The Historical Background of Prussia's Unique Military
Prussia was unique in that, more than in any other country, the army developed a life of its own, almost independent of the life of the state. The distinctive military history of Prussia was developed early on it its history from the origins of the Teutonic knights and brought to a level of perfection throughout the reigns of Frederick William the Great Elector, Frederick William I and Frederick II. These gifted strategists due to their individual history and the accomplishments of the previous generation achieved military innovations.
The Teutonic knights were the German order of knights who were sent by Pope Gregory IX in 1225 to convert the Prussians after the failure of their attempt to conquer the Holy land. At that point in time Prussians were a people related to Lithuanians and Latvians, who were among the last remaining pagans in Europe. The Poles were pleased by the presence of the Teutonic knights, especially the Duke of Mazovia, to whom the Prussians were not only heathens, but also a constant militaristic nuisance. In a long war the Teutonic knights finally conquered Prussia by 1285, killing some, converting some and creating a feudal state.
Two centuries later the order of knight succumbed to the growing power of Poland and Lithuania. Under the terms of the second Peace of Torun in 1466, the order cedes their territories west of the Vistula River to the Poles. In 1511 the knights elected Margrave Albert of Brandenburg from the Franconian line of the house of Hohenzollern as their grand master. In the time of the reformation, he introduced Lutheranism into his territory and dissolved the Teutonic Order. He headed Luther's advice to marry and secularize Prussia in order to save it from absorption by Poland. He married the daughter of the king of Denmark and was successful in his secularization of Prussia. His actions lead to Poland recognizing Margrave as the first duke of Prussia in 1525, thereby creating the Duchy of East Prussia. The house of Hohenzollern was now established in Prussia.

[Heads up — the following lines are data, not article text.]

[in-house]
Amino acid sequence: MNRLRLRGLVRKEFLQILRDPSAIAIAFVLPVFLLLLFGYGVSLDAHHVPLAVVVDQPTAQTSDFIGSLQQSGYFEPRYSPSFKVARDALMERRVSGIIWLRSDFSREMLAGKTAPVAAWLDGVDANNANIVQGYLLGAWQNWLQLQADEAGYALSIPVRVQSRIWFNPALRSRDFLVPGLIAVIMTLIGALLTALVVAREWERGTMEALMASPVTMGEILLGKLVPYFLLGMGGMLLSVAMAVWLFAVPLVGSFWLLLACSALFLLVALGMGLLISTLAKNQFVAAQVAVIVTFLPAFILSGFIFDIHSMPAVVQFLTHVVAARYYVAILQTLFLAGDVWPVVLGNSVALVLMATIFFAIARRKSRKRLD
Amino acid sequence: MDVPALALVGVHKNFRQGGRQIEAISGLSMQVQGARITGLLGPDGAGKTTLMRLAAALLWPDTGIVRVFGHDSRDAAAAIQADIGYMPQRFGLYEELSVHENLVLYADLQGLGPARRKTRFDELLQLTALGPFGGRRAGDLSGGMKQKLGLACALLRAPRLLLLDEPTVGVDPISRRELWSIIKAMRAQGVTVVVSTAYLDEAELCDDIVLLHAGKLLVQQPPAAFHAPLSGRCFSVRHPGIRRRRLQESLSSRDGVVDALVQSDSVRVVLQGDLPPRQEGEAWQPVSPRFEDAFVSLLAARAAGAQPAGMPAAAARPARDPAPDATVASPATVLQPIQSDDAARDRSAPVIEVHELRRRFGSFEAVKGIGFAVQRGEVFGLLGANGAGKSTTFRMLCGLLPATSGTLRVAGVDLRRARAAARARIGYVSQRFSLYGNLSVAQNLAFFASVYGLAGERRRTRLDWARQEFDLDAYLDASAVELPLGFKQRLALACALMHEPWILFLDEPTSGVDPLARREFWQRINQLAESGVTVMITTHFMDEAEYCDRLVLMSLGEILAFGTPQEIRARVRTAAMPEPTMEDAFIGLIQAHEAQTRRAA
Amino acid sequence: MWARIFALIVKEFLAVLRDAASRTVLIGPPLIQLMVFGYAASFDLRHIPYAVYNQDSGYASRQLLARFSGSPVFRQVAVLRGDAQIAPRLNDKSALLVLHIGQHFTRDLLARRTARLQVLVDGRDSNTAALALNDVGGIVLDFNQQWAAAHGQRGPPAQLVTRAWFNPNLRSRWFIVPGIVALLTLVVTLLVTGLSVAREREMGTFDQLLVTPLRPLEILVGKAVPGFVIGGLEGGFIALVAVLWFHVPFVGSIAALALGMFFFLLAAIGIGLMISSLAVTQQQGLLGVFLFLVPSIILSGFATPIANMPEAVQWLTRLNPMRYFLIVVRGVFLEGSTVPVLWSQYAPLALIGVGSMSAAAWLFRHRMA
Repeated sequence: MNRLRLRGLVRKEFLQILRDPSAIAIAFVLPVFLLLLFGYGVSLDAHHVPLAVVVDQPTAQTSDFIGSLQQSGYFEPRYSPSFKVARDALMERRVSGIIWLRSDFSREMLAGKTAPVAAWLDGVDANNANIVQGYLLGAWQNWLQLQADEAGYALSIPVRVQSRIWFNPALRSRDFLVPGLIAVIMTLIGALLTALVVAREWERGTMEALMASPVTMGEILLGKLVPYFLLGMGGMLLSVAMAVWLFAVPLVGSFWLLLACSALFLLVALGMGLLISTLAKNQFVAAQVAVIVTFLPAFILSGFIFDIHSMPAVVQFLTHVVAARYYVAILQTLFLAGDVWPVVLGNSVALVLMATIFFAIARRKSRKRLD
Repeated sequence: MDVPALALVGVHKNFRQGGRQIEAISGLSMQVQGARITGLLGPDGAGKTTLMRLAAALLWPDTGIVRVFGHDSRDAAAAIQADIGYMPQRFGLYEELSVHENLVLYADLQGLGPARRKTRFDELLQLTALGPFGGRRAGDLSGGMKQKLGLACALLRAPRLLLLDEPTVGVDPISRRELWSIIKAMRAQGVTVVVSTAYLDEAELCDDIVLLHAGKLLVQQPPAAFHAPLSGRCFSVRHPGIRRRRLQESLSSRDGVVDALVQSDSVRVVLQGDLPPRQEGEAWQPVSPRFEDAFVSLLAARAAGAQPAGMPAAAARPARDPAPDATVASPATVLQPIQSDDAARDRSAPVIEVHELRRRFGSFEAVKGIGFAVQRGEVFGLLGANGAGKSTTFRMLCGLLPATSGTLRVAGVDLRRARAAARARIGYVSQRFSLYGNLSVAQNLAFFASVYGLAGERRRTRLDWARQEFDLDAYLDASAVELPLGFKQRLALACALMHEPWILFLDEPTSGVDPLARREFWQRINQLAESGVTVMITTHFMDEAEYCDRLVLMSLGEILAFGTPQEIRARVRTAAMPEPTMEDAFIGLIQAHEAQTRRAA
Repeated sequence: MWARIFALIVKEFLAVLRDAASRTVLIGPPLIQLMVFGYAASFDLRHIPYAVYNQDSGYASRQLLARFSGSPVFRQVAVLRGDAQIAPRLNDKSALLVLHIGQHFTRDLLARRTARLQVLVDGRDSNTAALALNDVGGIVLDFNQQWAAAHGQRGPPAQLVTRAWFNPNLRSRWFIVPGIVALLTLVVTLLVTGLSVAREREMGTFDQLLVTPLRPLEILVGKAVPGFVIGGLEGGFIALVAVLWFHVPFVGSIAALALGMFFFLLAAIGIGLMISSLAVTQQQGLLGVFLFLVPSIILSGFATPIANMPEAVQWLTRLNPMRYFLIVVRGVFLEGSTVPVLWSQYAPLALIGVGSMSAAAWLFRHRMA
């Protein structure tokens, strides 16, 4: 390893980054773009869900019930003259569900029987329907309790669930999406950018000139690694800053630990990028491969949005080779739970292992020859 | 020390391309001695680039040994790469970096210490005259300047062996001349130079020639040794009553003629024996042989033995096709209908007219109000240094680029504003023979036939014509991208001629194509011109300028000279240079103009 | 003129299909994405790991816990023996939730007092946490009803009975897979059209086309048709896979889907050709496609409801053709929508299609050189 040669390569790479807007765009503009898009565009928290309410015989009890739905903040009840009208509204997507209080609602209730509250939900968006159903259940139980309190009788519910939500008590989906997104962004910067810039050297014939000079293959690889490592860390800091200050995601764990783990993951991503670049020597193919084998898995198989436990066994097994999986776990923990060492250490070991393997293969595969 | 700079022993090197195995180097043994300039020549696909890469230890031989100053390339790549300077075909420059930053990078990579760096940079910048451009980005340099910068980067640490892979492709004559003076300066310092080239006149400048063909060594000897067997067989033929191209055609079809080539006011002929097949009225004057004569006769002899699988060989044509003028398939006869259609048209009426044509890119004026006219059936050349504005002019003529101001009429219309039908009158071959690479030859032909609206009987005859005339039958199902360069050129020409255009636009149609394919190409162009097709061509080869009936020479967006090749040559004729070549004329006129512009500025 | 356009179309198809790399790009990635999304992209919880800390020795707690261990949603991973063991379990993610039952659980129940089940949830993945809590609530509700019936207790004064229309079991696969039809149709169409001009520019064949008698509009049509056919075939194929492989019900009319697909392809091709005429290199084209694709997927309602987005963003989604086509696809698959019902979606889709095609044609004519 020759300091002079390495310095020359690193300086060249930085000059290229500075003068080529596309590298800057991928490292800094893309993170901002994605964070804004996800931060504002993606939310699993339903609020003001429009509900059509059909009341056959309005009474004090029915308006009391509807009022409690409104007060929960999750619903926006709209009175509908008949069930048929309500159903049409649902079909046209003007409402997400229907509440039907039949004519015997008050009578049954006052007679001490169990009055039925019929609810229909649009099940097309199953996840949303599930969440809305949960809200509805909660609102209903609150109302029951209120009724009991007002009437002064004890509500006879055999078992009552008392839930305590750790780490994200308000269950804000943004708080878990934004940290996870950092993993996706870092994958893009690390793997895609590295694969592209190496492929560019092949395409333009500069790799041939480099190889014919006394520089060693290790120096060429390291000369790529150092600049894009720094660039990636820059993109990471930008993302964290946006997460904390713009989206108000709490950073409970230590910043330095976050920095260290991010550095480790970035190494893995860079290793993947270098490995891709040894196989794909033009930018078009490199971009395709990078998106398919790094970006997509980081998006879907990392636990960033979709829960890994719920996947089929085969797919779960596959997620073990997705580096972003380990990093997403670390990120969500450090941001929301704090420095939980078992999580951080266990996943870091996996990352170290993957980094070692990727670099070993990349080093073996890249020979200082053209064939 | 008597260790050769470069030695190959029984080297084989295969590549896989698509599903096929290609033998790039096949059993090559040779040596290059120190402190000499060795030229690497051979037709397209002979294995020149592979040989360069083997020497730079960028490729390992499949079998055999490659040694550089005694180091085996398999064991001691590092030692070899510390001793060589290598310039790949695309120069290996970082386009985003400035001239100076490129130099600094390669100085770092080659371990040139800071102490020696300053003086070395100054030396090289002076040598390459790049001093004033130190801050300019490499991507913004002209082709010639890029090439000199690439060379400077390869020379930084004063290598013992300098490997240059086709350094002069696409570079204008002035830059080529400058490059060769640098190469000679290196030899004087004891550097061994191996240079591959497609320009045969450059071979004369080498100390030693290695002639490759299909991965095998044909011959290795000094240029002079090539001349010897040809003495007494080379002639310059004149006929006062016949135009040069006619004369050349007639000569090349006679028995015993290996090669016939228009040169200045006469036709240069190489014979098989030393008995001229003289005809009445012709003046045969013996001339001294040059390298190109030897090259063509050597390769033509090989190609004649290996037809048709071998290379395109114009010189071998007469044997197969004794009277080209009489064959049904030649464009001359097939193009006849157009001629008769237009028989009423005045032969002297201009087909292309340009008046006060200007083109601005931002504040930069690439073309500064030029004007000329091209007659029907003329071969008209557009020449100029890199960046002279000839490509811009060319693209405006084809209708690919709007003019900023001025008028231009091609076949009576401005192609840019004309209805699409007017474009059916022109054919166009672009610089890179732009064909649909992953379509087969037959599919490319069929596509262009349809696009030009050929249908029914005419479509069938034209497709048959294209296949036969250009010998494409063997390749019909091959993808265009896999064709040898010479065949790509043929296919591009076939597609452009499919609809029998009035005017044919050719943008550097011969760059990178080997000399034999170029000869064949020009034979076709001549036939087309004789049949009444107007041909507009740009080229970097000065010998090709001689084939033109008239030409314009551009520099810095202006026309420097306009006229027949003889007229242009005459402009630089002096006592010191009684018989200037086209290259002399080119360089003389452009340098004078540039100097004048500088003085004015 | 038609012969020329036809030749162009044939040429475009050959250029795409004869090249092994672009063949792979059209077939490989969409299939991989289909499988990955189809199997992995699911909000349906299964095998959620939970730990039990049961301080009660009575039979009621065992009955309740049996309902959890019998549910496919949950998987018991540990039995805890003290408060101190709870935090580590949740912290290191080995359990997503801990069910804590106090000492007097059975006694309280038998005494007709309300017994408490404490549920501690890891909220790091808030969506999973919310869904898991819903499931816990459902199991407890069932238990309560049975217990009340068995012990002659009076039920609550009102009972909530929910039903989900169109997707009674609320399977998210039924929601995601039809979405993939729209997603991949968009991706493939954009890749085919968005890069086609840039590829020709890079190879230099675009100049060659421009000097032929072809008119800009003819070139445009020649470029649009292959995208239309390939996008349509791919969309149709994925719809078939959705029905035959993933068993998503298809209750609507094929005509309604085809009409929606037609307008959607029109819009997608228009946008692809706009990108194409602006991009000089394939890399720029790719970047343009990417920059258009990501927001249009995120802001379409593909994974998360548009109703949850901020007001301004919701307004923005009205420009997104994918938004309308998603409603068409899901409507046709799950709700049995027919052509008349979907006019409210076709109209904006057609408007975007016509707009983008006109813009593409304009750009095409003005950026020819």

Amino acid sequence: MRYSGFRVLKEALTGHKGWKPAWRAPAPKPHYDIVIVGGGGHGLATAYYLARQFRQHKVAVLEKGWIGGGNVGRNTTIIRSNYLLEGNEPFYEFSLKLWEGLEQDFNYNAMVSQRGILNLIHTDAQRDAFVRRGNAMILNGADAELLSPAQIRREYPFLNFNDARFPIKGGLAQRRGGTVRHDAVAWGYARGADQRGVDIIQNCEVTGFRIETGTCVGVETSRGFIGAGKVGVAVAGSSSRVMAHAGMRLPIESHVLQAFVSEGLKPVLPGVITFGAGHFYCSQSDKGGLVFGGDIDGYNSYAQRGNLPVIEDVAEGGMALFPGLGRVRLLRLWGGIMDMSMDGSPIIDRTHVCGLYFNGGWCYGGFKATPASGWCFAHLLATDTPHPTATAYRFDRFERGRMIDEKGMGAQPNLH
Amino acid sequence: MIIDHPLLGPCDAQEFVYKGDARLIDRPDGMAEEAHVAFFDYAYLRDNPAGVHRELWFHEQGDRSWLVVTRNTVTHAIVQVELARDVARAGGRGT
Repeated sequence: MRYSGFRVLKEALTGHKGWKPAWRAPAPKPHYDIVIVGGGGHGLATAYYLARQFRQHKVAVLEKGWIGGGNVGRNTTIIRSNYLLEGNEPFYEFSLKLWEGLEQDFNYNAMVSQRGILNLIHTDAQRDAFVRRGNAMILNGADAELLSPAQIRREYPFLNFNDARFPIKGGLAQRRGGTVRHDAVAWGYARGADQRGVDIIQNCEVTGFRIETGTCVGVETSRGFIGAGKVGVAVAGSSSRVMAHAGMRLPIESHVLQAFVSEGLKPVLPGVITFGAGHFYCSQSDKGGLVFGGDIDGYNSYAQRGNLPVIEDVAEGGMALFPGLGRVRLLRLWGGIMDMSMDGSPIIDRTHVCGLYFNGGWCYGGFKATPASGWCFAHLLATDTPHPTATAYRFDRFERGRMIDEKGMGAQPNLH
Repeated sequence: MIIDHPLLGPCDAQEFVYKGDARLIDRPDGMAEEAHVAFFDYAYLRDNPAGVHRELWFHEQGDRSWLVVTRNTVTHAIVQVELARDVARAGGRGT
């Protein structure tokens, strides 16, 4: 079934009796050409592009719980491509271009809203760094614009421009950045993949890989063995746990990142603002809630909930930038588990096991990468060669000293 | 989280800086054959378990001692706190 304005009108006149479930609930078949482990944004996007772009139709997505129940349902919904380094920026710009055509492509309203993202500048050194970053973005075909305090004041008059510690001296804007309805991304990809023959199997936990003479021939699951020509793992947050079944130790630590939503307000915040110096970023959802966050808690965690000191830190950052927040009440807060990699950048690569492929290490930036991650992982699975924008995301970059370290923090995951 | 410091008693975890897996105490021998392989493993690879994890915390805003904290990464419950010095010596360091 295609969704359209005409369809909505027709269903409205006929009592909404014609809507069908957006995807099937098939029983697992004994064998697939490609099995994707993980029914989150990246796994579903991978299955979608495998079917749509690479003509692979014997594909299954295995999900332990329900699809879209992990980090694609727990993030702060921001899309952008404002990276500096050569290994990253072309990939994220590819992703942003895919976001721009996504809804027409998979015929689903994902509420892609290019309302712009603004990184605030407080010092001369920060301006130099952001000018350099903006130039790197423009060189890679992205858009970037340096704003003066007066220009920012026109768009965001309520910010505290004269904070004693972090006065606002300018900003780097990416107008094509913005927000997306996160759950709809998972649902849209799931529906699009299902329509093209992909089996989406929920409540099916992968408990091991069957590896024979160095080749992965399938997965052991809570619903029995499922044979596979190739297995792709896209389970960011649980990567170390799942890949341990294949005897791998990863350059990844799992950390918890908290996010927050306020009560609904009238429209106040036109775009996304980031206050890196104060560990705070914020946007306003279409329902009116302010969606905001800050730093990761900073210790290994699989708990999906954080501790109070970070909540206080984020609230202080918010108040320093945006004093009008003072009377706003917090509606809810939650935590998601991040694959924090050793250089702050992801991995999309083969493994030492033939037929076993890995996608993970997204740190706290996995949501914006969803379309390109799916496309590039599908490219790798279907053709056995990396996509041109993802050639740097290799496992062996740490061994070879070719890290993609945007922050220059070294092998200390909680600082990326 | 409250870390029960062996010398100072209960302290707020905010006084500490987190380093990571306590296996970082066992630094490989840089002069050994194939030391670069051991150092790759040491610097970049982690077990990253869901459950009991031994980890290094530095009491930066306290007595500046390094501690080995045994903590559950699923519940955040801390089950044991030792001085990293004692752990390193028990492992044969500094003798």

Relatives in Brandenburg were quick to see their opportunity in Prussia and act on it. Elector Joachim II secured his and his son John Sigismund's place in Ducal Prussia. In 1611 when the last male heir of the Prussian Duke's die, it is passed to the Brandenburg elector of the House of Hohenzollern, John Sigismund. John's grandson, Frederick William the Great Elector gained complete sovereignty over Ducal Prussia in 1660. Frederick William was a strong man with an intellectual strength and an iron will. He was educated at the electorate until the age of fourteen and then sent to live with his relatives in Holland, which was a center for European diplomacy at the time. Frederick William managed to keep his territories out of the thirty years war and away from Polish hands. He chose to marry Louisa Henrietta, the eldest daughter of Frederick...